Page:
Offering Hope - Healing - Change - Couples Reflection
Rising Hope Counseling, LLC - Individual & Family Counseling

Tools for Couples:
"We must become the change we wish for in the world." - M. Gandhi

Communication Skills:
Speaker (Gently speaks):
I Feel __________
I want / need _________

Important!!!  Do not say any YOU statements!!  For example, "You always ____" or "You never ___."

Listener: Put aside your own agenda and beliefs.  Truly listen to your partner and feel what they feel.  Ask questions related to their perspective.  Then switch roles.

The Feedback Wheel (by Janet Hurley)

A. Ask your partner if they are willing to listen.
B.  Remember that your motivation is that you love your partner.
C.  Take the four steps of the Feedback Wheel.  Tell him/her:
     1.  I what you saw/heard about one particular event.
     2.  What you have made up about it (your assumption).
     3.  how you feel about it.
     4.  what you would like to have happen in the future.
D.  Let go of the outcome. 

Time Out:
 When one partner becomes upsets they must ask for time to calm down.  Often this partner will "stonewall" and never return to the conversation.  However, this continues to be unproductive.  The partner who wants a "time out" must identify a time needed (e.g. 5, 15, 30 minutes).  At the end of the time, the couple must speak to each other.  Speak to communicate regarding the conflicting situation or to express the need for additional time to calm down.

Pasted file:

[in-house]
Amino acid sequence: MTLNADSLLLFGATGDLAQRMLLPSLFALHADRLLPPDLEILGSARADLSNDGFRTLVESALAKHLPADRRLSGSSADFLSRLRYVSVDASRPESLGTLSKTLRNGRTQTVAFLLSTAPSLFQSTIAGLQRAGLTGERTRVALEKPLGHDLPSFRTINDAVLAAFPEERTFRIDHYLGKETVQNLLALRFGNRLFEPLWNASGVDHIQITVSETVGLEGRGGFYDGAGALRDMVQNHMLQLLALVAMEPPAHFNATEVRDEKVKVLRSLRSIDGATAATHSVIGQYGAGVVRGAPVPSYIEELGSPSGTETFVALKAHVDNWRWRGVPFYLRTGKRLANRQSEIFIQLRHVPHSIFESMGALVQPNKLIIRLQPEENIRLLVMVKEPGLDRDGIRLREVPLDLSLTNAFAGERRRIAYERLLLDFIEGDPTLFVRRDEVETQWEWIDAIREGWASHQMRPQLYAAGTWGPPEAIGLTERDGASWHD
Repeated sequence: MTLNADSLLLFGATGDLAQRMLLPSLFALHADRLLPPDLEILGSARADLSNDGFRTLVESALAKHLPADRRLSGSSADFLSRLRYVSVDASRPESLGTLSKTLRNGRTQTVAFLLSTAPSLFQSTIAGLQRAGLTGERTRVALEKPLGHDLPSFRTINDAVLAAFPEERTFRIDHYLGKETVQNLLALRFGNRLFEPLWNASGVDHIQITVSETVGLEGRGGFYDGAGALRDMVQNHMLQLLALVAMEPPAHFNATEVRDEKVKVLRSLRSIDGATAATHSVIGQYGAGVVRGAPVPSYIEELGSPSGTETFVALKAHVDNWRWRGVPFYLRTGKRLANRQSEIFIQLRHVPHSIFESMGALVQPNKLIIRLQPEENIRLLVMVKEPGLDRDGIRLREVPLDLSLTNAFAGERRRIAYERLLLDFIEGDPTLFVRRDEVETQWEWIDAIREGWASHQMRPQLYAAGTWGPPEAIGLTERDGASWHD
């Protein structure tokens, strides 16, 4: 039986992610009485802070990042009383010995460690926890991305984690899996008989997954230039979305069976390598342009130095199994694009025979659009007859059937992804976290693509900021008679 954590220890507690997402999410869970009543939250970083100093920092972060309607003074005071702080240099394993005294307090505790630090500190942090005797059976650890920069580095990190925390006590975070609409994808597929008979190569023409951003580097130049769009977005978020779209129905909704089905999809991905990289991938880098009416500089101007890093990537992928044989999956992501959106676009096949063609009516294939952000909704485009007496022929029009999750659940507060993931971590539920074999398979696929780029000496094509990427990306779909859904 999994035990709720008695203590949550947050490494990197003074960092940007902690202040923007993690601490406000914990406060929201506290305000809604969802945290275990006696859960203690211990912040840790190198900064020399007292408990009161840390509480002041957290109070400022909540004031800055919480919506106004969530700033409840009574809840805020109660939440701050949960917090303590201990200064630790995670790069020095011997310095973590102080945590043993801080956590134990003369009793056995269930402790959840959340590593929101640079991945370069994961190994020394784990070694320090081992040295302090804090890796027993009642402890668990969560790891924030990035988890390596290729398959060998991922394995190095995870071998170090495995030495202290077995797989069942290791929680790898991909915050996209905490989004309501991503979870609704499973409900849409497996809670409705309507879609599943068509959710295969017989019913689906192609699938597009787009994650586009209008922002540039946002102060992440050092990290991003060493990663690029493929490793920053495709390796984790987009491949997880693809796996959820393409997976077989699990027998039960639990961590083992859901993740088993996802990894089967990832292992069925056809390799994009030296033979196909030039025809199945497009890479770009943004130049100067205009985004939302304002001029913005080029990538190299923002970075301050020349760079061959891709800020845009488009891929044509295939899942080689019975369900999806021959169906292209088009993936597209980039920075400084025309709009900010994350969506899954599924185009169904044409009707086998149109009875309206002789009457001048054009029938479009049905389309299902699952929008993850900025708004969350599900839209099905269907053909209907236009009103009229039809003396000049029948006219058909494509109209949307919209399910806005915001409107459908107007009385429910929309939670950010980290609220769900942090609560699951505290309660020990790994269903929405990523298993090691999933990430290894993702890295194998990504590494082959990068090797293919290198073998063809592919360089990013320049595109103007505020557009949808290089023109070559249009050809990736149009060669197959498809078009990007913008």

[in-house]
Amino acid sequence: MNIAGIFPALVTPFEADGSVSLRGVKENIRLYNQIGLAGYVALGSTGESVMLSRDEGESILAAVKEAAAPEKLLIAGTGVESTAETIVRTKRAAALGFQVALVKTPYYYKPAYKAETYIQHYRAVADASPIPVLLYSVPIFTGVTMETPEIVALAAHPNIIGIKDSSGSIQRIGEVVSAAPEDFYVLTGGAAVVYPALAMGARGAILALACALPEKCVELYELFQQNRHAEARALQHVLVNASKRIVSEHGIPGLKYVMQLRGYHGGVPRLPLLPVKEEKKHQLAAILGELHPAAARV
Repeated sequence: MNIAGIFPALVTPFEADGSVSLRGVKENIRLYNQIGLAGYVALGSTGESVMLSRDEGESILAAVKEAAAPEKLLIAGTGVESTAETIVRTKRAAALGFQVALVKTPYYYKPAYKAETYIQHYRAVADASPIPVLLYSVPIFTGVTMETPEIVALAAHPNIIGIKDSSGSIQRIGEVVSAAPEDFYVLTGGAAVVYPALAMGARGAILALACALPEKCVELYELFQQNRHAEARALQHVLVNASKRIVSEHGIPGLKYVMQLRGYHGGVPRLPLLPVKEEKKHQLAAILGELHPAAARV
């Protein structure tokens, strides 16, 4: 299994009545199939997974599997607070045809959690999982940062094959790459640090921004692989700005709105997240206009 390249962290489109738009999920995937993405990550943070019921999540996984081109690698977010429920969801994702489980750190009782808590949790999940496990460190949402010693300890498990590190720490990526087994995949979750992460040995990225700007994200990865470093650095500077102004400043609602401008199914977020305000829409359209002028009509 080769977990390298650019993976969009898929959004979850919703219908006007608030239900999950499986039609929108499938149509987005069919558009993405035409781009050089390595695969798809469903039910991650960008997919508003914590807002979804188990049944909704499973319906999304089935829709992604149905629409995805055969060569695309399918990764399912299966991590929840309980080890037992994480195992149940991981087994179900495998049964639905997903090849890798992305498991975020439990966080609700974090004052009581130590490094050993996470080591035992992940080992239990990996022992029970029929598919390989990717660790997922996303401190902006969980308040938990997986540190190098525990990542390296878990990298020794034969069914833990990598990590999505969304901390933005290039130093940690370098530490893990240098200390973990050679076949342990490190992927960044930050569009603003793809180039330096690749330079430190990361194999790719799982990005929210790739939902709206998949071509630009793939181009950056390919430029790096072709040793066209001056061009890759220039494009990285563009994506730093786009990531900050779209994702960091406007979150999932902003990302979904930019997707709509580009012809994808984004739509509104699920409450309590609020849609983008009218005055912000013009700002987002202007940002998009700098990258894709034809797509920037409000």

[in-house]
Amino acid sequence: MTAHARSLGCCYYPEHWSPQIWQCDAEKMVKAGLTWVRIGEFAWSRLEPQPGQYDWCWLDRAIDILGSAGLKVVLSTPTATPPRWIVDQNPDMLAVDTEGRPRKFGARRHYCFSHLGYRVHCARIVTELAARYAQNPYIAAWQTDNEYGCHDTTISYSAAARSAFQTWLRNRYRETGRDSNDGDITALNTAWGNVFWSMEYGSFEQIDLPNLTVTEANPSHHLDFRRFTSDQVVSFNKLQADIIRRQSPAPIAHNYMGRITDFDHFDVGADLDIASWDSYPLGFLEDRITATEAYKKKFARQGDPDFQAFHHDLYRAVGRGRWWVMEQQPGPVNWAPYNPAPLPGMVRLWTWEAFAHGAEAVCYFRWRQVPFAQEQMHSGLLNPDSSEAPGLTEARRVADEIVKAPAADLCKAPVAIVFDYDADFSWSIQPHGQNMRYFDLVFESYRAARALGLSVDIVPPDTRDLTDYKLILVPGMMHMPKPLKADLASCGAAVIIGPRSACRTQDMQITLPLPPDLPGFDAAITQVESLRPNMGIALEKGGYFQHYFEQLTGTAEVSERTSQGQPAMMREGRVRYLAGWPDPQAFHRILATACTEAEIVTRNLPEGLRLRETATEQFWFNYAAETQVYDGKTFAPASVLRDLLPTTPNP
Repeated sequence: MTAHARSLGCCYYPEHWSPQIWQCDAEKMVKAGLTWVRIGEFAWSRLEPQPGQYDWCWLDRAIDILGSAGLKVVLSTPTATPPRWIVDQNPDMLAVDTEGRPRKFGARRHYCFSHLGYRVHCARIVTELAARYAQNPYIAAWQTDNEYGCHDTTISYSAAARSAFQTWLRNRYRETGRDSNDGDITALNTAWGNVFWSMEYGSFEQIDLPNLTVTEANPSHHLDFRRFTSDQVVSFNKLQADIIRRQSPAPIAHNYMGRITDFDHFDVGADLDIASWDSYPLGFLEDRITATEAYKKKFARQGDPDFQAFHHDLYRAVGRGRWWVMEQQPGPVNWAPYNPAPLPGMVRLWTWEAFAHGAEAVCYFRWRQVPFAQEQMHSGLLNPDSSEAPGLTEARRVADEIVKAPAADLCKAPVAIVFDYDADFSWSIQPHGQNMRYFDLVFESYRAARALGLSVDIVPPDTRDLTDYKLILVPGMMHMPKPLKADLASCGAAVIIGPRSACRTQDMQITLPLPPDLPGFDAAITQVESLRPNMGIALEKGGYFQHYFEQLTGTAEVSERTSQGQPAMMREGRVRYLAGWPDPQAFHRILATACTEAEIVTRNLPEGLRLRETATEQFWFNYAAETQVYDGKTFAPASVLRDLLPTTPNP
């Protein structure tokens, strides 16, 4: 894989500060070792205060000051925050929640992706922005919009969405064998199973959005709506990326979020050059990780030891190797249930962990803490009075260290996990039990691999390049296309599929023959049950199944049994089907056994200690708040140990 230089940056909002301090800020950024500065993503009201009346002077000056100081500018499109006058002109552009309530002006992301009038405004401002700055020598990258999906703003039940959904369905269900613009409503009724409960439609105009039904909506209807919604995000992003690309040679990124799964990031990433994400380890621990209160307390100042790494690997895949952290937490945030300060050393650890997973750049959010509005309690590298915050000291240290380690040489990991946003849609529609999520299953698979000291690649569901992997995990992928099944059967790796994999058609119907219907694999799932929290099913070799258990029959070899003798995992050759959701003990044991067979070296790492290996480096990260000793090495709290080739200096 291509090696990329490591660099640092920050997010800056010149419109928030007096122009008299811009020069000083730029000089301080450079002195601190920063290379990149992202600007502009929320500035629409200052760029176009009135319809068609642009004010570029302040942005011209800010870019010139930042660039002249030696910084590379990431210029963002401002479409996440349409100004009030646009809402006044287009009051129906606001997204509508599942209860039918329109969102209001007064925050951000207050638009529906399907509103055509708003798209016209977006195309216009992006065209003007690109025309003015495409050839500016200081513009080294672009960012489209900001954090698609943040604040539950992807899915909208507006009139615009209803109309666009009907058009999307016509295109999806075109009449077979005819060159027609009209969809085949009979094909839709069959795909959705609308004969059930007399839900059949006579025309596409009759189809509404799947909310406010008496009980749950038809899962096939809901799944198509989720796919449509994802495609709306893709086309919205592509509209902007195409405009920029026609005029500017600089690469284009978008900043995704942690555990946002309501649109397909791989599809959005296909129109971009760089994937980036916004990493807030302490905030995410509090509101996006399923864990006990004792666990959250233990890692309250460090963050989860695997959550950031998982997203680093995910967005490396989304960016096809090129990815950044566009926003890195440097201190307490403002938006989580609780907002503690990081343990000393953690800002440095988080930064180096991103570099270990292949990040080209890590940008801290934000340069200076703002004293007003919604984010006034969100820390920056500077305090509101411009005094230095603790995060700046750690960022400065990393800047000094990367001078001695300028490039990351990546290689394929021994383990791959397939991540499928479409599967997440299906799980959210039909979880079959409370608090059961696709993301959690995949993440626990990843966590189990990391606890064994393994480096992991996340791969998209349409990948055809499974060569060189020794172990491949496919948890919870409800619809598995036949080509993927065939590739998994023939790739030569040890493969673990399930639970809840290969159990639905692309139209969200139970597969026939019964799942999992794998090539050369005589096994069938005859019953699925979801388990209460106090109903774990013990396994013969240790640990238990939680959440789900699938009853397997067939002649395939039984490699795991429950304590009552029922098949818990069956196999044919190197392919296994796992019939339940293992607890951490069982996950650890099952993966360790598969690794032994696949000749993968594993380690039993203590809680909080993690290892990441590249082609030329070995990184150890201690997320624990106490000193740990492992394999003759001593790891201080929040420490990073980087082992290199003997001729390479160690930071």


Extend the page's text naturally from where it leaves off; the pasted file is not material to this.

Dead Stop Contract By Terrence Real - The New Rules of Marriage

This is an agreement that interrupts vicious cycles of communication and conflict.  
If you ever feel, rightly or wrongly, that your partner is triggering horrible feelings - then you will signal a "dead-stop" (i.e. physical signal, a special phrase or work, etc.)."  Your partner needs to agree before that whenever this signal is presented that they come to a "dead stop. - whether the partner agrees with the perception or not."  Therefore, whenever the signal is presented, your partner will "stop on a dime."  Instead of continuing, the partner will turn to you and say a version of, "I am sorry.  I don't' mean to ________.  Forgive me.  Is there anything I can say or do right now that might help you feel better? Each of you will promise not to give each other a hard time but rather appreciate your effort and move on as quickly as possible."